The last book I read was Flesh and Stone: The Body And The City In Western Civilization. It was written by Richard Sennett, an eminent American sociologist and professor at London School of Economics. It`s an essay about the history of body conceptions in the Western civilization. The core is the way in that the body conceptions are linked with city conceptions. In this sense, Sennett points out that the form of the city is crossed by different meanings that articulate senses of human relations. To justify the plot the author exhibits the presence of the body conceptions, its character and the inherent relations with the physical and symbolical form that the city acquires in different places in the history of Western civilization. The sociologist began analizing the situation in the Athens of Pericles, the Imperial Rome and the medieval Venice to end with an analysis of modern cities. The chapter that I consider most interesting is that that analyses the implications of the transition from pagans beliefs to Christianity in the meanings associated to the body and the city in the Imperial Rome. According to Sennett it was a transition from an exalting of “flesh and stone“ to an annullment of the body, that is expressed in a “ pilmigraje in time” of Christianity. Moreover, the text evidences the differences between the ancient and the modern Christianity, as well as the inconsistency between Christian dogmas and their social practices. Definitely, it’s an excellent essay in sociological terms. Its arguments are clear, fairly convincing and innovative. In addition, the author is one of the voices more important in the field of urban sociology. There's no doubt this is a book that social sciences students and people interested in the sociocultural processes linked to the development of the cities should read.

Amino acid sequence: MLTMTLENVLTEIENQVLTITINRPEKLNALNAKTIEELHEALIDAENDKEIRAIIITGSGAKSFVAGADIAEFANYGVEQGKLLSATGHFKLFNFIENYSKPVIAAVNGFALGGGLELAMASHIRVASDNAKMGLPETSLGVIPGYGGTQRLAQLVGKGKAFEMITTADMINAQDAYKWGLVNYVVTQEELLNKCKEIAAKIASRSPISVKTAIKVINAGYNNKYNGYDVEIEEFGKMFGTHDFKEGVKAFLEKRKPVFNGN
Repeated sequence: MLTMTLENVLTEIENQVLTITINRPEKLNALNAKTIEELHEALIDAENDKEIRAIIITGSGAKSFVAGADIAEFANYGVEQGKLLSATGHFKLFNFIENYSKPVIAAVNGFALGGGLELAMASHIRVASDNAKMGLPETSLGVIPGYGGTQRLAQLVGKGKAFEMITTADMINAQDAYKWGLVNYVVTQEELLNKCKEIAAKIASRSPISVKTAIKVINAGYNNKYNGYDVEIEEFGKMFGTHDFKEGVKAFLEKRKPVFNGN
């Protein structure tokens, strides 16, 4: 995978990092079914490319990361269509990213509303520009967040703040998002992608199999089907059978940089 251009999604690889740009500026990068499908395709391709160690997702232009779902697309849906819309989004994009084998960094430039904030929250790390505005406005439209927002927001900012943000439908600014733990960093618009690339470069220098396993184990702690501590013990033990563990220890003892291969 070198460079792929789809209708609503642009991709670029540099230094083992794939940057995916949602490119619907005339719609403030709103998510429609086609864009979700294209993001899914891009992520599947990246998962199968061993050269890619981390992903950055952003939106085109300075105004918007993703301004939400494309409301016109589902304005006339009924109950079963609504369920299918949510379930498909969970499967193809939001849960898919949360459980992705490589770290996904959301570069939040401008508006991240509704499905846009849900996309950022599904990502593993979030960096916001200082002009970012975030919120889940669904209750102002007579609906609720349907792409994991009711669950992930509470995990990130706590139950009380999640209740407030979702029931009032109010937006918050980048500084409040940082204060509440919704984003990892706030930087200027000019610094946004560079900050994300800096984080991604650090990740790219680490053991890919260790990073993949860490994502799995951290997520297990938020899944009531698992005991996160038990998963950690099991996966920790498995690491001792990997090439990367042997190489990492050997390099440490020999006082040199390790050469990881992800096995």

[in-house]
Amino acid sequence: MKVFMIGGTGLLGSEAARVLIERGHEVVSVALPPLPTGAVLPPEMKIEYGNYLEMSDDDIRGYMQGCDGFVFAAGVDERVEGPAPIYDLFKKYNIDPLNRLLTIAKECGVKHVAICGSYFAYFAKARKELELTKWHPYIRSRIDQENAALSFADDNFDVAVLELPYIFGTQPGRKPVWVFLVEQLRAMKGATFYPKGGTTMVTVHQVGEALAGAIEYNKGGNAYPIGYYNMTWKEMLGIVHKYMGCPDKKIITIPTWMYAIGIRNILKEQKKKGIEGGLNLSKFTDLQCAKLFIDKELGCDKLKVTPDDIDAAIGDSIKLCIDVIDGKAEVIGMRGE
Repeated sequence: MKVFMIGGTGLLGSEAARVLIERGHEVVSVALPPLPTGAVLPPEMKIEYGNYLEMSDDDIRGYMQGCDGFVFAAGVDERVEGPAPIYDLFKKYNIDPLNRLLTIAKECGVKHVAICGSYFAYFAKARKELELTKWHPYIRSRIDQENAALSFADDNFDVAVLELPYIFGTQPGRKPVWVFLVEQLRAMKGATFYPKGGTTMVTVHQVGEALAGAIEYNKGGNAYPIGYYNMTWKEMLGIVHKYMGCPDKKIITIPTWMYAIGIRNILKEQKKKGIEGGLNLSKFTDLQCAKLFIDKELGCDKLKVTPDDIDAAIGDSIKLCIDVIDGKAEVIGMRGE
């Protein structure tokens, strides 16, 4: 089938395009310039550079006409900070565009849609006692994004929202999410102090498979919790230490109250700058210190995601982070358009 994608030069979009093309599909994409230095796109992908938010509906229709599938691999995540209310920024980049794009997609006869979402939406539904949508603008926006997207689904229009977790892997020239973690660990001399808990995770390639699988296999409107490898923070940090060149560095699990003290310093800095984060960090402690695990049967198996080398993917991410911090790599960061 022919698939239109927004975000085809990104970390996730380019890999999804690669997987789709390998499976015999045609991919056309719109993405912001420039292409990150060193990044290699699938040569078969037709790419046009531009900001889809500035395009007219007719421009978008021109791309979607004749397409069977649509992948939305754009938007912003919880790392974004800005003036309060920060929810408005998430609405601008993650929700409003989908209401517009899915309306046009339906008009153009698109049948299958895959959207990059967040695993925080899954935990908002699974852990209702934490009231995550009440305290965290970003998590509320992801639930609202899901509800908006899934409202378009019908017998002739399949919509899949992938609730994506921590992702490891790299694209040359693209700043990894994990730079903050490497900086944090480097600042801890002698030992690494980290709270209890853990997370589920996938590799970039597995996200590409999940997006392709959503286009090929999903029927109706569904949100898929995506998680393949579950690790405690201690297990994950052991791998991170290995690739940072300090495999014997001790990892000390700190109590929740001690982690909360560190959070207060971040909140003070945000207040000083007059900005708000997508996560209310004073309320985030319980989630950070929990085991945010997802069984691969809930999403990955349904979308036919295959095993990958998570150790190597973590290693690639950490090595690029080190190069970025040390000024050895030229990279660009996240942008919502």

|Title page of the essay.|